Porsche reinvents watching the mailbox with its Track Your Dreams app for 911 buyers

Everything is better with a progress bar, right?

Kyle Hyatt Former news and features editor
Kyle Hyatt (he/him/his) hails originally from the Pacific Northwest, but has long called Los Angeles home. He's had a lifelong obsession with cars and motorcycles (both old and new).
Kyle Hyatt
2 min read

Porsche is pioneering a high-tech excuse to stop annoying your dealer while you wait for a brand-new 911.


Ordering any new car from a dealer is pretty cool. It doesn't matter what the vehicle is, just knowing it's to your exact specifications is a good feeling. What isn't a good feeling is the wait for it to be built and shipped, since that process can still be pretty arcane and has you relying on your dealer's communication.

 thinks it's sorted out a way to improve that process for its customers who choose to order a 911. It's called Porsche Track Your Dreams, and it's an app Porsche announced today that helps you track your car's journey from order sheet to delivery through 14 milestone events.

How does it work? Well, once your dealer places the order for your shiny new 911, you are sent a unique link that will prompt you to download the Track Your Dreams app. You're then alerted when your car hits important parts of its build process like order creation, the freeze point for vehicle changes, production updates, the transport vessel's departure from Germany and port entry into the US.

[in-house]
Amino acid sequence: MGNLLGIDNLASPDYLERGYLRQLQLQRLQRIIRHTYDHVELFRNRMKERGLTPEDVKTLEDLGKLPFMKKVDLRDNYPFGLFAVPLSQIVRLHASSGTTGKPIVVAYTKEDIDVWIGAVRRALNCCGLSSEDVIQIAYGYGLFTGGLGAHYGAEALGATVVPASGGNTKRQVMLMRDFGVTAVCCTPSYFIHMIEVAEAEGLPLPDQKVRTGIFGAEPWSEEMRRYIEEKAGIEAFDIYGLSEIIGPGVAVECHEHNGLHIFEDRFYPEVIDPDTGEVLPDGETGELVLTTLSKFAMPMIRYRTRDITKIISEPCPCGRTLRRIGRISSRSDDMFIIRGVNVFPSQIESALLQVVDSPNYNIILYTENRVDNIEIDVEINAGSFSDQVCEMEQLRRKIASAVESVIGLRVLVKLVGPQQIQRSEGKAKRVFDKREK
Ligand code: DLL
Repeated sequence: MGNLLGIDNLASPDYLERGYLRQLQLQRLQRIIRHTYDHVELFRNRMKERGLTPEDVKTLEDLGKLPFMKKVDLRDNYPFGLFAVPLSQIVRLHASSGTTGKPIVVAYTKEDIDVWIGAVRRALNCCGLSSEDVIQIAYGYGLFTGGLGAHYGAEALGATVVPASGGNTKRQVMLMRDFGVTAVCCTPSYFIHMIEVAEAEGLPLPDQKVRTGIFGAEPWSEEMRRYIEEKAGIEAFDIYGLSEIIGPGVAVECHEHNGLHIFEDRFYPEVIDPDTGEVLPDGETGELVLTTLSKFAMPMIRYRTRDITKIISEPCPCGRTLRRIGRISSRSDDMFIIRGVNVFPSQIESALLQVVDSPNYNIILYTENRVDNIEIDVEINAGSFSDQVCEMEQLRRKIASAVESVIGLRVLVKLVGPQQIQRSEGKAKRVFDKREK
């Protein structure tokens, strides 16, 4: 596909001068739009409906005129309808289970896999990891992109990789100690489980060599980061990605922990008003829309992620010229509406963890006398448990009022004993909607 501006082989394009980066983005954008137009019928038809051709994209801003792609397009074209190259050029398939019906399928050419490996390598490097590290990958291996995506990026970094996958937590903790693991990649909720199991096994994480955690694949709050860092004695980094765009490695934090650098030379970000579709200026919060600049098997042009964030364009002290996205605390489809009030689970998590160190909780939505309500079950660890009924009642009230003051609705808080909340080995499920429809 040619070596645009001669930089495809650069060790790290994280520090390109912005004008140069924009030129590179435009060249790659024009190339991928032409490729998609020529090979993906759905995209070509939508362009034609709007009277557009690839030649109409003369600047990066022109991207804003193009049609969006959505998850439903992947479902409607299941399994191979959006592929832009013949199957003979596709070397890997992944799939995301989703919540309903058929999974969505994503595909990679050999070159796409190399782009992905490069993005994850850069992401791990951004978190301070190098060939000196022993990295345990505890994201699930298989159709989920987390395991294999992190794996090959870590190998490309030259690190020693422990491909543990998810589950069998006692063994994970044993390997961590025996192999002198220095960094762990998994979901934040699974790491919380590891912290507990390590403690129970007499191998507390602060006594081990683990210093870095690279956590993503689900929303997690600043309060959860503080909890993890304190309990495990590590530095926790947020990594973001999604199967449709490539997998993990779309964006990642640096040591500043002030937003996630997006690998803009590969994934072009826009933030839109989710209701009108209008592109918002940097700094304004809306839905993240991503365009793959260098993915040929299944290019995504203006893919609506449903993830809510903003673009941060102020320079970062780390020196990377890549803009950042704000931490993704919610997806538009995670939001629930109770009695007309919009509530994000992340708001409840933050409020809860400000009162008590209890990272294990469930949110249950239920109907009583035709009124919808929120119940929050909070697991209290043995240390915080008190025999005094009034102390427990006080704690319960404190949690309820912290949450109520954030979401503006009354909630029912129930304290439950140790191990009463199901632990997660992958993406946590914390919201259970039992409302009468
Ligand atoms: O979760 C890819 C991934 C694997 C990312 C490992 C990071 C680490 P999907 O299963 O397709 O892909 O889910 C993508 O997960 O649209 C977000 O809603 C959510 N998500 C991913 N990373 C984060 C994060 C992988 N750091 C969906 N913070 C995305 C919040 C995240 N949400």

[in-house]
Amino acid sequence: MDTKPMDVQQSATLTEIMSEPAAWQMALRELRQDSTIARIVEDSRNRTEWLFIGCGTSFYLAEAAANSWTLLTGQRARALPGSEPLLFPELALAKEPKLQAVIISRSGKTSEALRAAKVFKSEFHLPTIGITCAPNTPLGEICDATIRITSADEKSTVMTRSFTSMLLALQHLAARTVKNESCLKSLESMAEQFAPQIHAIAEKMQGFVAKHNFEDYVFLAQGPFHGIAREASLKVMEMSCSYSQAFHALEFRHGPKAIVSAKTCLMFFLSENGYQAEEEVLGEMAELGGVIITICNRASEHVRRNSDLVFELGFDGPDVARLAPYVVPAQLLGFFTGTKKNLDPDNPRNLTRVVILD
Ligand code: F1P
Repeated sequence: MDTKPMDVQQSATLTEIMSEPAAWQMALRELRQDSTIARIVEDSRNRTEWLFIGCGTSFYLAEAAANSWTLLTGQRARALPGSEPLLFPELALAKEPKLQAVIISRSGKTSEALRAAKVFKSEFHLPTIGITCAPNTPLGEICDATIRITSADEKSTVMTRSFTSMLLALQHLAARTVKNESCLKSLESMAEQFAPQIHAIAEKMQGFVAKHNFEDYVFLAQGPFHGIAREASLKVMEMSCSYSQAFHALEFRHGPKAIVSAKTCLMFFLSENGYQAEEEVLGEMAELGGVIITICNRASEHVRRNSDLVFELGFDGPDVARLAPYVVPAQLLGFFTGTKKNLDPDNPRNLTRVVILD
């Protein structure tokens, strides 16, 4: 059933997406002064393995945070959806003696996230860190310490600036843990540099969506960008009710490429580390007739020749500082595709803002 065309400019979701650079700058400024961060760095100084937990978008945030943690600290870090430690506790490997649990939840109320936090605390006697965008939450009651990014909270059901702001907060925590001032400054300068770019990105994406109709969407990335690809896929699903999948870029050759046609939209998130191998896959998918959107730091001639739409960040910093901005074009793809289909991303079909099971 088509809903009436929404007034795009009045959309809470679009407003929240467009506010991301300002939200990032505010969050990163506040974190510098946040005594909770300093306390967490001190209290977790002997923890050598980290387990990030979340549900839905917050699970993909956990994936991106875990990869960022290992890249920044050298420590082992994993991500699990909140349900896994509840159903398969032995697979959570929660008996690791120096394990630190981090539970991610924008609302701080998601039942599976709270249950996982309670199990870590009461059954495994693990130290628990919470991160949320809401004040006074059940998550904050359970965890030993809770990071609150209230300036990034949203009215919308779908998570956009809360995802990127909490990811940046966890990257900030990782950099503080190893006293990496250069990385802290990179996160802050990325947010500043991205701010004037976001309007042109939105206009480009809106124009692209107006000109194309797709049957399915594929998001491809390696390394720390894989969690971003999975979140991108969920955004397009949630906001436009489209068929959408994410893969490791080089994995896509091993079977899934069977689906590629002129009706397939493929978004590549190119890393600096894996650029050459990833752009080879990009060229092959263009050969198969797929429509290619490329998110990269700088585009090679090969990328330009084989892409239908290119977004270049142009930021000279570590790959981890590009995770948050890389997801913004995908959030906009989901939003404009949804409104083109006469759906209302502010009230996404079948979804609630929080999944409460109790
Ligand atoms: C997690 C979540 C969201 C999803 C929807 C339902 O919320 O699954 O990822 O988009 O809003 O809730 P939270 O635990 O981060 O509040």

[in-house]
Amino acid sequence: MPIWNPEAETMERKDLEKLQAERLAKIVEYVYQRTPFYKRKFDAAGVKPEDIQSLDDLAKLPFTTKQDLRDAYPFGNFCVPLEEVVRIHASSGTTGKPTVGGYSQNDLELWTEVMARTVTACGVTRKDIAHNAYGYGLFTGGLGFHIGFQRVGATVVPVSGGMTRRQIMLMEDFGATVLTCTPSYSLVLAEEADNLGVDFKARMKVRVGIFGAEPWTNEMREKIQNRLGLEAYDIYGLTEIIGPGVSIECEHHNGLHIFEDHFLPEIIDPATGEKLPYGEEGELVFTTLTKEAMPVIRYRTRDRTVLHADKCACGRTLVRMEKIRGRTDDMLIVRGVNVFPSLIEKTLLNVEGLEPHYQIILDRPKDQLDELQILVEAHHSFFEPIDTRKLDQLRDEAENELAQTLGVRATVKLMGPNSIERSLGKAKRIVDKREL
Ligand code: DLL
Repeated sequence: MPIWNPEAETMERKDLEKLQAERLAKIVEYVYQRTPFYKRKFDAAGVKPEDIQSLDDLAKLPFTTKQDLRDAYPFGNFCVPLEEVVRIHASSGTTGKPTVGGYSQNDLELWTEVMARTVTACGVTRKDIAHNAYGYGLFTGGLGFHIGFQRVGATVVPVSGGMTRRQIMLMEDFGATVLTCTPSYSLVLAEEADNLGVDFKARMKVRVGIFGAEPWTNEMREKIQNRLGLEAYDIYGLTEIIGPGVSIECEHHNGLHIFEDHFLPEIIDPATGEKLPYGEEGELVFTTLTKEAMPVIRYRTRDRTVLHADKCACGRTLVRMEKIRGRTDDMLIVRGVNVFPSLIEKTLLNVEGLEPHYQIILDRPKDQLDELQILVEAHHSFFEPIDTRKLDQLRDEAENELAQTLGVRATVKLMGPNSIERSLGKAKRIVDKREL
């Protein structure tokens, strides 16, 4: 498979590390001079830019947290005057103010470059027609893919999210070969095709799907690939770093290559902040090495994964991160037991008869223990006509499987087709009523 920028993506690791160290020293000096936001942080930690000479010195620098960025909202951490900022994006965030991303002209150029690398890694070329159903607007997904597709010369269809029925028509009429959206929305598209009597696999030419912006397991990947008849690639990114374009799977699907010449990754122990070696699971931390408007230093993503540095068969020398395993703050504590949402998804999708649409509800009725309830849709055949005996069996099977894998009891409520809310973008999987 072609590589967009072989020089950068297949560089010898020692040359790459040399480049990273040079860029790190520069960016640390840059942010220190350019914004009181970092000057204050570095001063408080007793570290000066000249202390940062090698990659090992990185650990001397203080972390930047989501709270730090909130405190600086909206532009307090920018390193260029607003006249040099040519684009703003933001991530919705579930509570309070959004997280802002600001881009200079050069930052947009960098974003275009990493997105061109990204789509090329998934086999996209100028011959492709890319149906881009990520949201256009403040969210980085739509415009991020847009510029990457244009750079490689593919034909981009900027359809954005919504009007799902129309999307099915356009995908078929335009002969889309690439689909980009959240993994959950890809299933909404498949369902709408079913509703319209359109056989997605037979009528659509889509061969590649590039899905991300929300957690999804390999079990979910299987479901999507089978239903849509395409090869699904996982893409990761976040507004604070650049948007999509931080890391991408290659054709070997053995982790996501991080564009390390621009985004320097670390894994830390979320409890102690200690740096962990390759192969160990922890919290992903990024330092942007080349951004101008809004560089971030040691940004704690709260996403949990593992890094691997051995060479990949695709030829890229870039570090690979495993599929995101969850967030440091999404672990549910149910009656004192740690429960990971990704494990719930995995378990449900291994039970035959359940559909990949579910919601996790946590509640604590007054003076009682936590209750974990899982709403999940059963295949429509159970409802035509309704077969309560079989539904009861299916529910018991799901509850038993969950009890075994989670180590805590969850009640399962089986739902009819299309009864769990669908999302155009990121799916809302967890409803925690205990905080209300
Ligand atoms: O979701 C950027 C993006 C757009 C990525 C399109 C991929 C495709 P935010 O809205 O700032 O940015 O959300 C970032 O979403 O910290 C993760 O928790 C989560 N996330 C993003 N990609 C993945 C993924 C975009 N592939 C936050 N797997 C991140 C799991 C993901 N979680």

"Buying a Porsche is a special moment, and one that should be as personal as possible, recognizing that placing the order and awaiting its delivery is part of the experience as anticipation builds," Klaus Zellmer, president and CEO of Porsche Cars North America, said in a statement. "This service gives future owners a convenient way of staying up to date before they see their car for the first time here in the U.S."

As your car gets ever closer to your driveway, Porsche updates the app with an estimated date for delivery and the number of miles the car has to go until it gets to you. If that sounds cool, it is, but it also -- to me, at least -- sounds like a recipe for obsessively checking my phone to see where in the process the car is. I suppose that's better than bothering dealership salespeople, though, which is likely part of the reason for the genesis of this whole thing anyway.

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